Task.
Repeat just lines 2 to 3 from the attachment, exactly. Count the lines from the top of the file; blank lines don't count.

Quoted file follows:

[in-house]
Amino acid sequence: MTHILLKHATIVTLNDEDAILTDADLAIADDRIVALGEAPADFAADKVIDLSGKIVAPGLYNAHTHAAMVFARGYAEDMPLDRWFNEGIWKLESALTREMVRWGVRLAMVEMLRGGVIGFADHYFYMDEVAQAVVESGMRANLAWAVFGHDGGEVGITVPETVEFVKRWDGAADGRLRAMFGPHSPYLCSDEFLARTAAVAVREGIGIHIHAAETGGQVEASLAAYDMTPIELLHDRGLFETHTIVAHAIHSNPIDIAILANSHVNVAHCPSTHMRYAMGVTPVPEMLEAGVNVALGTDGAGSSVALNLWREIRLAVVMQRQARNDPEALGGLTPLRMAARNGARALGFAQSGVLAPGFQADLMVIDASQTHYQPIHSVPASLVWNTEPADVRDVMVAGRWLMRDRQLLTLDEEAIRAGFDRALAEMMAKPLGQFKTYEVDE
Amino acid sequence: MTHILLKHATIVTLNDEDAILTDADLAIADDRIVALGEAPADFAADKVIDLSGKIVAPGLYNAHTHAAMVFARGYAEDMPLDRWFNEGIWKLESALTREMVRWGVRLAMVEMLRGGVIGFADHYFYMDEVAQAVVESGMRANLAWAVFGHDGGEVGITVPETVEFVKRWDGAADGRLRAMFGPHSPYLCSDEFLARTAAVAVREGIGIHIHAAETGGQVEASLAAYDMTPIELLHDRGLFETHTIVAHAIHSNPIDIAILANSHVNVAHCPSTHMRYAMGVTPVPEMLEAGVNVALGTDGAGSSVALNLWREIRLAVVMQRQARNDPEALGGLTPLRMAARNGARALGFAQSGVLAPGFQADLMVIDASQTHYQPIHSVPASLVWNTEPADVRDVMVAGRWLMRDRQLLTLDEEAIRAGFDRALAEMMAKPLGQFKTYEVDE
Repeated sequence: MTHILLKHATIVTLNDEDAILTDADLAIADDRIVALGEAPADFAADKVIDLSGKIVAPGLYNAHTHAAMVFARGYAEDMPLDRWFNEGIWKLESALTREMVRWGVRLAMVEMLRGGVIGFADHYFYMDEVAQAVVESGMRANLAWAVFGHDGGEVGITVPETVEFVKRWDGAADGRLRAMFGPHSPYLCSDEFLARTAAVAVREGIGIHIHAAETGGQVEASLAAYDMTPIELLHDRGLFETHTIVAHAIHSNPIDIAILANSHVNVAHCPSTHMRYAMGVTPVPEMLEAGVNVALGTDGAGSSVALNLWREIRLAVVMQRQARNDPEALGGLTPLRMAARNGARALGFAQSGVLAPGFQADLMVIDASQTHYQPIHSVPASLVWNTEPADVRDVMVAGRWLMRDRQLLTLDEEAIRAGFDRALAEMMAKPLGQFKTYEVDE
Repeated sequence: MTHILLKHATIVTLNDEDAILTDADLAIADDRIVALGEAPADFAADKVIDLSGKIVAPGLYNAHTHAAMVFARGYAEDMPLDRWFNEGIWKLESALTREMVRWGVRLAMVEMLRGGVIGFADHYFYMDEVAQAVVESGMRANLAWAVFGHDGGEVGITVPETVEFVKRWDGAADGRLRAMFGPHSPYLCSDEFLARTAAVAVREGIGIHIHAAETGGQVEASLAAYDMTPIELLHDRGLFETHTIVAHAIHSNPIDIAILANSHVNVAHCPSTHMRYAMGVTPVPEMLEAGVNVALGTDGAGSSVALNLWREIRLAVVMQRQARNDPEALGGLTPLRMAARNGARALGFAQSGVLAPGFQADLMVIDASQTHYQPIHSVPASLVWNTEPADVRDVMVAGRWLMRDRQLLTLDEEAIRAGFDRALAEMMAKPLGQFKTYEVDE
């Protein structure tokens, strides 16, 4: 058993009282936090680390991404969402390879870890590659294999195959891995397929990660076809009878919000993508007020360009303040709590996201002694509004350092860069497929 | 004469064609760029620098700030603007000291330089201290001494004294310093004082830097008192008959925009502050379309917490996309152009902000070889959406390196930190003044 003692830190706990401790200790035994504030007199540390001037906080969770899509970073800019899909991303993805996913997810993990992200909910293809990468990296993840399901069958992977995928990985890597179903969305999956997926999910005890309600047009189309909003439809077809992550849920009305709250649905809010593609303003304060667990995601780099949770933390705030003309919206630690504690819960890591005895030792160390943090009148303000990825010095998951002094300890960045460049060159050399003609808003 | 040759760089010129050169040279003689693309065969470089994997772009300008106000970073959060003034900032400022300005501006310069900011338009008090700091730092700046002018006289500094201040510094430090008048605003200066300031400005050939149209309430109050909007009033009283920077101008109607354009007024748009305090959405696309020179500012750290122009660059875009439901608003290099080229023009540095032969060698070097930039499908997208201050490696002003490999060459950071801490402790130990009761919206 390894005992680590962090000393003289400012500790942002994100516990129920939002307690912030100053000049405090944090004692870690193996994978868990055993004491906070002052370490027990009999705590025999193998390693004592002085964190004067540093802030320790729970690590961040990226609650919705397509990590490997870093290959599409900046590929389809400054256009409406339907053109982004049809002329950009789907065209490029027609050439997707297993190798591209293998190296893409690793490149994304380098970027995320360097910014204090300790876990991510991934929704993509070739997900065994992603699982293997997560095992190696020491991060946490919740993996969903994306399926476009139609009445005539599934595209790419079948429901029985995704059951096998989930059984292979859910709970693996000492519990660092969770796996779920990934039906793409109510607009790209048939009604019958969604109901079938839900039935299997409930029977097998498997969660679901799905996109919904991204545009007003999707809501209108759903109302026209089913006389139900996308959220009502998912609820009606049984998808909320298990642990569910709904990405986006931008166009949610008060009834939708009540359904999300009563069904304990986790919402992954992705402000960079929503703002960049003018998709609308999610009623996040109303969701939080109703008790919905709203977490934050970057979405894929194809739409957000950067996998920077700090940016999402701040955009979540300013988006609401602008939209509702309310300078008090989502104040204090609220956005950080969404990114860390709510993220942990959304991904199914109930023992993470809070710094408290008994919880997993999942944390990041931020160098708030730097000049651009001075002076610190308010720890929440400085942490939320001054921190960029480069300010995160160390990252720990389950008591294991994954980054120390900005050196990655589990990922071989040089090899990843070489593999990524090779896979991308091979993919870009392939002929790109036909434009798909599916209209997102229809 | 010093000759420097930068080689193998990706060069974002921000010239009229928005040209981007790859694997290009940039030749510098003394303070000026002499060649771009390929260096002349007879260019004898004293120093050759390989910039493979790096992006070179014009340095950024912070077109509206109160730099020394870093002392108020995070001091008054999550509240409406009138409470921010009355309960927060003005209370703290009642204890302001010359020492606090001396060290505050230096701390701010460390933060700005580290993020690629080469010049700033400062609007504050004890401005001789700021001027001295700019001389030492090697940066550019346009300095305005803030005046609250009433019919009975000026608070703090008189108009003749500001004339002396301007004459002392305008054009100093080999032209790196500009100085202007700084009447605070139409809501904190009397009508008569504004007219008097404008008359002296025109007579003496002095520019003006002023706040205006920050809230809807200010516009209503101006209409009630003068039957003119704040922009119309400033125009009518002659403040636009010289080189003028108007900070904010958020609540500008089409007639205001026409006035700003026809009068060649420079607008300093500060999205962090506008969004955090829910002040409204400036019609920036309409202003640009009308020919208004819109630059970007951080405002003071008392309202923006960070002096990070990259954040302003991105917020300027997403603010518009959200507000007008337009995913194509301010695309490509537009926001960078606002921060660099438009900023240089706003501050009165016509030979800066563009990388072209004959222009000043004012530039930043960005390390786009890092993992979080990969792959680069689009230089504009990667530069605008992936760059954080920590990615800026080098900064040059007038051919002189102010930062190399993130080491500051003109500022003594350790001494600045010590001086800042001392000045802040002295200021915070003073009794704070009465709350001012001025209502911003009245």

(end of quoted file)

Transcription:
Amino acid sequence: MTHILLKHATIVTLNDEDAILTDADLAIADDRIVALGEAPADFAADKVIDLSGKIVAPGLYNAHTHAAMVFARGYAEDMPLDRWFNEGIWKLESALTREMVRWGVRLAMVEMLRGGVIGFADHYFYMDEVAQAVVESGMRANLAWAVFGHDGGEVGITVPETVEFVKRWDGAADGRLRAMFGPHSPYLCSDEFLARTAAVAVREGIGIHIHAAETGGQVEASLAAYDMTPIELLHDRGLFETHTIVAHAIHSNPIDIAILANSHVNVAHCPSTHMRYAMGVTPVPEMLEAGVNVALGTDGAGSSVALNLWREIRLAVVMQRQARNDPEALGGLTPLRMAARNGARALGFAQSGVLAPGFQADLMVIDASQTHYQPIHSVPASLVWNTEPADVRDVMVAGRWLMRDRQLLTLDEEAIRAGFDRALAEMMAKPLGQFKTYEVDE
Amino acid sequence: MTHILLKHATIVTLNDEDAILTDADLAIADDRIVALGEAPADFAADKVIDLSGKIVAPGLYNAHTHAAMVFARGYAEDMPLDRWFNEGIWKLESALTREMVRWGVRLAMVEMLRGGVIGFADHYFYMDEVAQAVVESGMRANLAWAVFGHDGGEVGITVPETVEFVKRWDGAADGRLRAMFGPHSPYLCSDEFLARTAAVAVREGIGIHIHAAETGGQVEASLAAYDMTPIELLHDRGLFETHTIVAHAIHSNPIDIAILANSHVNVAHCPSTHMRYAMGVTPVPEMLEAGVNVALGTDGAGSSVALNLWREIRLAVVMQRQARNDPEALGGLTPLRMAARNGARALGFAQSGVLAPGFQADLMVIDASQTHYQPIHSVPASLVWNTEPADVRDVMVAGRWLMRDRQLLTLDEEAIRAGFDRALAEMMAKPLGQFKTYEVDE